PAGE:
by Kate Nixon
As if a record-smashing Tiffany lamp selling for $3.7 million isn’t enough proof that the collecting community is continuing their passionate interest, this week shows the power of collectors as three lots sell for hundreds of thousands and several highlighted items sail past their high estimates. The staying power of the Arts & Crafts icons continues as the works of Frank Lloyd Wright and Louis Comfort Tiffany — and impressive realized prices for works by the Craftsman Workshops of Gustav Stickley, Greene & Greene, and even a Grueby Faience collaboration with Tiffany Studios — is certainly represented this past week as Sotheby’s and Christie’s held their Design auctions in New York last week.
Craftsman Workshop, Greene & Greene, Frank Lloyd Wright Works Stand Out
A Bow-Arm Morris Chair, created by Gustav Stickley’s Craftsman Workshops, sold for $22,680. Due to the good condition of the chair and the retained original leather cushions, the chair deemed as an “iconic model displaying strong lines and expert craftsmanship” sold above the high estimate of $15,000.
A Gustav Stickley lantern, made of hammered copper, wrought iron, and hammered glass, sold here for $44,100 – within the estimate range of 30,000 to 50,000. The lantern was impressed with the firm’s shopmark and has been featured in a number of publications including a 1910 Catalogue of Craftsman Furniture from Gustav Stickley and Stephen Gray’s The Early Works of Gustav Stickley. The team at Sotheby’s deemed it an “architectural form displaying great scale and wonderful hand-wrought details.”
Another Craftsman Workshops of Gustav Stickley work – a gong with its original striker – sold for $88,200, sailing past the $50,000 high estimate. The gong was also listed in very good condition; the original dark finish combined with light wear and tear and even the leather restoration for the striker was replaced in line with the original design in very good condition.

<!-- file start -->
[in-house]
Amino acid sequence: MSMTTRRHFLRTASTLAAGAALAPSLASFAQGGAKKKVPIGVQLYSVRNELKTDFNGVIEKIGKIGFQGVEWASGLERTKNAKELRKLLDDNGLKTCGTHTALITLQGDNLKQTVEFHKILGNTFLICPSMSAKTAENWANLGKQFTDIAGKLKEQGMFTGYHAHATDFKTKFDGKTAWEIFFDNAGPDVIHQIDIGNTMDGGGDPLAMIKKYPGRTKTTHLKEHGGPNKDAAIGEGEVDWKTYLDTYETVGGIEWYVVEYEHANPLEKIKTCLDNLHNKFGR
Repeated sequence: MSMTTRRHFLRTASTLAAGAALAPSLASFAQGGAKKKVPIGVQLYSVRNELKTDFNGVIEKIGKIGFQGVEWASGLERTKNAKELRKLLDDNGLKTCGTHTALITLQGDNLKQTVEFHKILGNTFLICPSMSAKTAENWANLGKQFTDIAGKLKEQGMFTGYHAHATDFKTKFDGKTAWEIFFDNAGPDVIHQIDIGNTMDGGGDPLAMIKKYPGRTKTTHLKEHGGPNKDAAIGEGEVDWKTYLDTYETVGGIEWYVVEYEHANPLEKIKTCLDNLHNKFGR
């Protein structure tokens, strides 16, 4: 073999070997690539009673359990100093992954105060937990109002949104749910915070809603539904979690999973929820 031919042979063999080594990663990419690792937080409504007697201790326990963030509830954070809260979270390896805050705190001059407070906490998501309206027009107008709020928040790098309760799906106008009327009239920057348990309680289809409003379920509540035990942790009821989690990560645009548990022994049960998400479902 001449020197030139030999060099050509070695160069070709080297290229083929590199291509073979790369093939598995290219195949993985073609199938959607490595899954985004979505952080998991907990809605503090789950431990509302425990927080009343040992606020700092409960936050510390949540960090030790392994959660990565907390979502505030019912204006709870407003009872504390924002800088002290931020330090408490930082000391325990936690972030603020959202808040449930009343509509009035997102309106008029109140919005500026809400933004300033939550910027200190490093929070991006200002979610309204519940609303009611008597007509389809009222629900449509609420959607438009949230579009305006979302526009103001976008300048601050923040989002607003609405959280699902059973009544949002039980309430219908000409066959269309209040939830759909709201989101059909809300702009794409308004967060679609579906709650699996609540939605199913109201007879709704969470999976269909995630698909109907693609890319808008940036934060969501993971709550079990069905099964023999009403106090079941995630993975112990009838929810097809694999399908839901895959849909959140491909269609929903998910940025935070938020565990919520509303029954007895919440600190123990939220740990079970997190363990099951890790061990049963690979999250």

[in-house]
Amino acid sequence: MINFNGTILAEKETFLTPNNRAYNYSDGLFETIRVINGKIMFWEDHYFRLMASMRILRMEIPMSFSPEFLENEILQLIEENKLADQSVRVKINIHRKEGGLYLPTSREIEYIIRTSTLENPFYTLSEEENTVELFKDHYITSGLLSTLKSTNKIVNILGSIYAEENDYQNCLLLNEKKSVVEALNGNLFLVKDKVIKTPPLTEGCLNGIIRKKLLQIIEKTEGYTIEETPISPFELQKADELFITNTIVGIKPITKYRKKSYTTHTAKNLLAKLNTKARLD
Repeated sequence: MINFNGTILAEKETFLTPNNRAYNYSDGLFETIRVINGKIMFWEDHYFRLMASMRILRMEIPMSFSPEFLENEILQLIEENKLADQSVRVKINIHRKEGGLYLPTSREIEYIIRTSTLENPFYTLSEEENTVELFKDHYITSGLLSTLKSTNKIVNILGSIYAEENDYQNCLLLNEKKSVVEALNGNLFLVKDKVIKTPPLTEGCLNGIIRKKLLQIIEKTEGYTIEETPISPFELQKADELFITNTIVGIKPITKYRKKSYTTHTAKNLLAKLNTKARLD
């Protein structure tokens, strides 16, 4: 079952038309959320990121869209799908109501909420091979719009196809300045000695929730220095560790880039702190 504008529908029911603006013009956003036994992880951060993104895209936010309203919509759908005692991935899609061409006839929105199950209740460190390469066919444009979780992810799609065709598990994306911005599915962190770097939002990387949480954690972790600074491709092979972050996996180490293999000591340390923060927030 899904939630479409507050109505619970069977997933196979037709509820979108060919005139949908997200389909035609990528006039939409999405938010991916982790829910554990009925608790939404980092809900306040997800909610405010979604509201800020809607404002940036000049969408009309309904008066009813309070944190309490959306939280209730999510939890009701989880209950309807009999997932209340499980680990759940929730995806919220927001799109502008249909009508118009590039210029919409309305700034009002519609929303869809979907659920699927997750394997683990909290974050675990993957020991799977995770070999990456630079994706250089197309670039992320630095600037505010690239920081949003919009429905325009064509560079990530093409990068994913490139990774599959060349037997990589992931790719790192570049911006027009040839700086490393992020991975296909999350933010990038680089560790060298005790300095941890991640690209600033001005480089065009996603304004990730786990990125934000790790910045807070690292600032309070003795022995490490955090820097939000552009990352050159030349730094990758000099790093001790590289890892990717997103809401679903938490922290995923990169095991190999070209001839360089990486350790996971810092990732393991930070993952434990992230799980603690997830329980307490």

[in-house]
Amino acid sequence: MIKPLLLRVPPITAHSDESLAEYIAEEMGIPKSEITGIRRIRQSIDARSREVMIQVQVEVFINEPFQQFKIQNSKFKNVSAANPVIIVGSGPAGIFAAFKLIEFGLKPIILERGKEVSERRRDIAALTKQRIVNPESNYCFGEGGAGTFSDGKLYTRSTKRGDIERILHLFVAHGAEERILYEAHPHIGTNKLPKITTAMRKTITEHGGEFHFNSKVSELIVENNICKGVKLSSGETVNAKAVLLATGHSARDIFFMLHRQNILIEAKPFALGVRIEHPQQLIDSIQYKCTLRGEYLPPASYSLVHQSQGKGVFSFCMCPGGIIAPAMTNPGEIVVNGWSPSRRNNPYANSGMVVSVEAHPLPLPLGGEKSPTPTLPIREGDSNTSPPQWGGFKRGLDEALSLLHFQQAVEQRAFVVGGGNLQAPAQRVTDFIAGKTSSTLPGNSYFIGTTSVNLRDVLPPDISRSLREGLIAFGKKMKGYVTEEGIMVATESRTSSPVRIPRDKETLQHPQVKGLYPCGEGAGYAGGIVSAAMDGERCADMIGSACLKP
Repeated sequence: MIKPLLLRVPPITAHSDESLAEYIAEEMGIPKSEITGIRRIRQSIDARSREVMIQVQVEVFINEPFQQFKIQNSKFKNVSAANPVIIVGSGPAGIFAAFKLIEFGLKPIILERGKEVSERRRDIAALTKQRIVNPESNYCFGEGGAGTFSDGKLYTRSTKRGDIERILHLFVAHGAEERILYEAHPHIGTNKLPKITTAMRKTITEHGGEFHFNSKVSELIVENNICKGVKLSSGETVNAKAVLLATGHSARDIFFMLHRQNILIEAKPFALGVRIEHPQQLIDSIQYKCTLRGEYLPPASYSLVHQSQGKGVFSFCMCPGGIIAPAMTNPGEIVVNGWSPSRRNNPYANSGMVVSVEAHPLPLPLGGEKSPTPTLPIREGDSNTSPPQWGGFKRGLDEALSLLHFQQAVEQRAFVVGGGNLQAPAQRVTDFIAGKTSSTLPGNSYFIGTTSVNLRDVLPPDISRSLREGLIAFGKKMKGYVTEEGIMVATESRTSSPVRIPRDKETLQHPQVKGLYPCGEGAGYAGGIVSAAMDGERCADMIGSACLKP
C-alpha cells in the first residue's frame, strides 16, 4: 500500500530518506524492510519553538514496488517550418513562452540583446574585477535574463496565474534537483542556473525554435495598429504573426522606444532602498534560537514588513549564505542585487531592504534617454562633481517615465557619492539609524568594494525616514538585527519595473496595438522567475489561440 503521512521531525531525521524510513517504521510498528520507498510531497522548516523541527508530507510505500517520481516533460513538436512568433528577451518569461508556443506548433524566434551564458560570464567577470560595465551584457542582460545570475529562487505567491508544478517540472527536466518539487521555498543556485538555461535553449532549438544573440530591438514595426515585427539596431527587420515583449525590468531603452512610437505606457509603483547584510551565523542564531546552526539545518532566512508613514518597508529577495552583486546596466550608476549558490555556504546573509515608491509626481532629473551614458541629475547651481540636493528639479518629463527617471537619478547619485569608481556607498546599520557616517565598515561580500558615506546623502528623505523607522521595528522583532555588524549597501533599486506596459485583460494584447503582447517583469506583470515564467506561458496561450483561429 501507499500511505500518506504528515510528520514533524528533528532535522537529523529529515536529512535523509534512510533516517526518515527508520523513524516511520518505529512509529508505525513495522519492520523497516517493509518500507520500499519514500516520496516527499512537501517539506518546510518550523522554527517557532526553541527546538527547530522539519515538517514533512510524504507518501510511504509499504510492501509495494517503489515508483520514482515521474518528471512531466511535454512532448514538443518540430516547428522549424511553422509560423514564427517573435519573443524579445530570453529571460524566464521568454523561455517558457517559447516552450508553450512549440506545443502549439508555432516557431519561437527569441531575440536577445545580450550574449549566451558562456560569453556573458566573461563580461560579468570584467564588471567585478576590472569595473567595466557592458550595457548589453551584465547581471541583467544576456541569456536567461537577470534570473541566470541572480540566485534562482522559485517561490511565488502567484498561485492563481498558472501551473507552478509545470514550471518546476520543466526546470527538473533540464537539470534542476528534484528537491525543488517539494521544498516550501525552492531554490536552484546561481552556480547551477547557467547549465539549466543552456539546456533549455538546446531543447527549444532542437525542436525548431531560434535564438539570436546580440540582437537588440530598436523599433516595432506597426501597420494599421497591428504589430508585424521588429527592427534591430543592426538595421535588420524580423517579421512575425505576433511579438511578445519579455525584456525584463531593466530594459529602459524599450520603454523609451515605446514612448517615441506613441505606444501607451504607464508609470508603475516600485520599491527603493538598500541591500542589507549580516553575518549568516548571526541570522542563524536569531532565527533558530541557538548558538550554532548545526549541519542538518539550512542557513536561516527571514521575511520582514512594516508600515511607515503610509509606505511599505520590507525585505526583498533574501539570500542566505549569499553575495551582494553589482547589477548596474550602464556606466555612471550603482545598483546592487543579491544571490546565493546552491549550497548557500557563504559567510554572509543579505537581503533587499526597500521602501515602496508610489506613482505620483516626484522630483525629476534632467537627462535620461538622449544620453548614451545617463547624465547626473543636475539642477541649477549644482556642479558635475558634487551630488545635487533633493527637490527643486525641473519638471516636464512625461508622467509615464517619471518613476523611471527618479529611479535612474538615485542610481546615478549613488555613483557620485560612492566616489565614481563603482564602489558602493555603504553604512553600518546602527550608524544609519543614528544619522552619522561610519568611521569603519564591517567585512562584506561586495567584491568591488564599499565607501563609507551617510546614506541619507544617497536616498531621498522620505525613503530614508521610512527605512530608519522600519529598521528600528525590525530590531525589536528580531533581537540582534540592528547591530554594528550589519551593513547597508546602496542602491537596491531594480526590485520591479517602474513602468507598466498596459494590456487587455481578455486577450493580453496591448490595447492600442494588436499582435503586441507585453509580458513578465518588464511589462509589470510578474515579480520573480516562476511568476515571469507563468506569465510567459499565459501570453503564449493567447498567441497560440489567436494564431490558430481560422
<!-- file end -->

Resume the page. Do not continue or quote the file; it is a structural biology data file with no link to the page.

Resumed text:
- The Tiffany Studios lamps are always scene stealers, and, in this auction, they shined. An eighteen-light “Lily” table lamp also sold for $88,200, a “Daffodil” table lamp sold for $50,400, and a beautiful “Peony” table lamp sold for $138,600!
- Frank Lloyd Window designed windows from historic houses Darwin D. Martin House, the Francis Little House, and the Avery Coonley house all sold well. The pair of windows from the Darwin Martin house sold for $100,800!
- A pair of copper Robert Riddle Jarvie candlesticks sold for $22,680 above the $18,000 high estimate.
- A popular Greene & Greene lantern from the Adelaide Tichenor house has sold for $32,760 – more than the $20,000 high estimate.
- Another item of note comes from the Warren Hickok house – a Frank Lloyd Wright designed tall spindle back chair sold for $75,600 – a price within the estimates, but still an impressive price.
Rare Frank Lloyd Wright/Teco Pottery Vase Sells in the Hundreds of Thousands
The Frank Lloyd Wright collaboration with Teco Pottery resulted in a rare series of vases and this one, sold at Christie’s Design auction, for an impressive $362,000! The rare and “monumental” green-glazed earthenware vase has been featured in the publication Teco: Art Pottery of the Prairie School and measures 24 inches high – a rare find and an impressive price tag.
The green natural glaze found on many Teco pottery pieces are familiar to Teco enthusiasts and American art pottery collectors as Teco Pottery founder William Gates preferred to keep forms and colors simple and uncomplicated in the early days. In addition to the familiar natural green graze, the most popular works from the Teco firm tended to be those that featured angular handles, displaying its tribute to simple design.
However, the Frank Lloyd Wright connection to W.D Gates’s Teco Pottery stemmed from his collaboration with several members of the Chicago Architectural Club. The Teco Pottery firm created their wares near Chicago, home to Frank Lloyd Wright’s Studio. Gates hired designers from the Club for Teco, including Wright, who in bringing his own interpretation to the world of pottery, designed four works for Teco.
In addition to the rarity factor, the large size of this vase (standing at 2 feet high) helped to make this work a standout collector’s item.
To see the realized price results of Sotheby’s Design auction, click here.
To see the realized price results of Christie’s Design auction, click here.